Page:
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J Hum Evol. 1998 May;34(5):443-68.

Discrete trait and dental morphometric affinities of the Tabun 2 mandible.

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Department of Anthropology, University of New Mexico, Albuquerque 87131, USA.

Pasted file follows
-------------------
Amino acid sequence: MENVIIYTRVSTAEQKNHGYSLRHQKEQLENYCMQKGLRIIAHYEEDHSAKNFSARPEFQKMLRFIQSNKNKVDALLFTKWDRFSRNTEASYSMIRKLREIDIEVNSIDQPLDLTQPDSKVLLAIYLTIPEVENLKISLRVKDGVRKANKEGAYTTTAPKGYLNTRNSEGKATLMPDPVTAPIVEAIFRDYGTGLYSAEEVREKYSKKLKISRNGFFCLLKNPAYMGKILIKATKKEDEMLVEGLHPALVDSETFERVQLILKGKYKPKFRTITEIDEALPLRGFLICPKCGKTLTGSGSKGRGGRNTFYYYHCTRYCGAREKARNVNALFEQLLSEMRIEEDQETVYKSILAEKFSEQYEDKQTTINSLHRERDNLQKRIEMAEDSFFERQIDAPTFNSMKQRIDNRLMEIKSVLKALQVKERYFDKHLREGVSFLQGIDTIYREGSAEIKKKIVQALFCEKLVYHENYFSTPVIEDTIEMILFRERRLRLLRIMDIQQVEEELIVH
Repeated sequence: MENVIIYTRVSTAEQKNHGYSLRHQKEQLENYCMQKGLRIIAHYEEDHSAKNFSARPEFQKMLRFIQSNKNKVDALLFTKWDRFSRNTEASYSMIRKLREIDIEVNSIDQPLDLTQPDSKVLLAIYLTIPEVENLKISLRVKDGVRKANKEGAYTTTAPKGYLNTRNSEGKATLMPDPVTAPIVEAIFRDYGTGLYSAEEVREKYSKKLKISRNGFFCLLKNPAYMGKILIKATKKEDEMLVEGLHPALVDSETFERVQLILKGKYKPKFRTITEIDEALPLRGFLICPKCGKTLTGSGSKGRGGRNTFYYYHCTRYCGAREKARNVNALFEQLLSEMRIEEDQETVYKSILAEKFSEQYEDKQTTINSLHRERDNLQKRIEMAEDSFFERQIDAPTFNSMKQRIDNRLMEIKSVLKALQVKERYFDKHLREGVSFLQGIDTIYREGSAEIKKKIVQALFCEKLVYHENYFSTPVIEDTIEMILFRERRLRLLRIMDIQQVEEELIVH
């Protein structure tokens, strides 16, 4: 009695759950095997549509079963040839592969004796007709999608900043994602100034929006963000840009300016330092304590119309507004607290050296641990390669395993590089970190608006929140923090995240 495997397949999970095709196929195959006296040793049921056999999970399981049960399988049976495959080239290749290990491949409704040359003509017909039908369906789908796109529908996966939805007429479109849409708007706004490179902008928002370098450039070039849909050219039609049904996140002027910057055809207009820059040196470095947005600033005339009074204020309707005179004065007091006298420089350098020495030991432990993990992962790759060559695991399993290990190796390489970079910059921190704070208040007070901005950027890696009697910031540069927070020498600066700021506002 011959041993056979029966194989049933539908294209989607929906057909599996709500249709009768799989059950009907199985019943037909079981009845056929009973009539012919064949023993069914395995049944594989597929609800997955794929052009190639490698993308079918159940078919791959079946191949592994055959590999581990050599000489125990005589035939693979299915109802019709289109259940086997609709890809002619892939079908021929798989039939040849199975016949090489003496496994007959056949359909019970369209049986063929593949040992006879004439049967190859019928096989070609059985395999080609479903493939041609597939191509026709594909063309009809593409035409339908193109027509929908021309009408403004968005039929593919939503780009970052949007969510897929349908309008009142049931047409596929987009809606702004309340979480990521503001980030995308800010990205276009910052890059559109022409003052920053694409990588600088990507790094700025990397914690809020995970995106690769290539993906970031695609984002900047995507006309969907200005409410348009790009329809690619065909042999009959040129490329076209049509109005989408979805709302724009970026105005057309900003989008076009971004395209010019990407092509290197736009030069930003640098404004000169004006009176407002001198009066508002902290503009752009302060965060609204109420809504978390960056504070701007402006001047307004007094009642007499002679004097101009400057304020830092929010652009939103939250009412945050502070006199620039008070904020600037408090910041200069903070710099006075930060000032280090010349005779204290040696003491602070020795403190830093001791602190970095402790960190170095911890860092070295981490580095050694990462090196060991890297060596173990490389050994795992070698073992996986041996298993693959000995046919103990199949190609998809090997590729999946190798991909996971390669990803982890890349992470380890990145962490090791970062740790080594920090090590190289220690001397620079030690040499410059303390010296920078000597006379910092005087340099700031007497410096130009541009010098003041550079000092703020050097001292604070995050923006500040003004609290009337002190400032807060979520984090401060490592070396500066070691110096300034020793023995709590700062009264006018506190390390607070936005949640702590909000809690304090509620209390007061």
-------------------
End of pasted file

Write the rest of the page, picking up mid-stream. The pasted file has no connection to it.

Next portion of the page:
Evolutionary scenarios of Near Eastern Middle Paleolithic hominids depend to an extent upon whether the terminal Middle Pleistocene Tabun 2 mandible has its primary affinities with the late archaic (Neandertal sensu lato) or early modern (Qafzeh-Skhul) human lineage in the region. Since the specimen has been assigned to each group or seen as bridging them, we have re-examined its morphological affinities relative to these two samples, as well as to European samples of later Pleistocene hominids. This has been done with respect to posterior corporeal and ramal discrete traits, symphyseal morphology, and proportional morphometric patterns along the dental arcade. Taking within and between sample ranges of variation into account, the lateral corporeal and ramal discrete characters are either ambiguous or suggest Neandertal affinities. Anterior symphyseal morphology is largely unknown, but a mentum osseum is indicated by a moderate incisura mandibulare anterior, and the tuber symphyseos did not extend superiorly toward the alveoli, a non-modern arrangement. The lingual symphysis presents the largest planum alveolare known for a Near Eastern Middle Paleolithic hominid. Morphometric analysis of proportions along the dental arcade separate Tabun 2 from Near Eastern and European early modern humans and place it among the late archaic humans. It is dentally closest to the Near Eastern late archaic human lineage and the Krapina sample. These analyses therefore indicate that it is best seen as part of the Near Eastern late archaic human lineage with only the mentum osseum and incisure shape indicating any approach to the Qafzeh-Skhul humans within the Near Eastern Middle Paleolithic.

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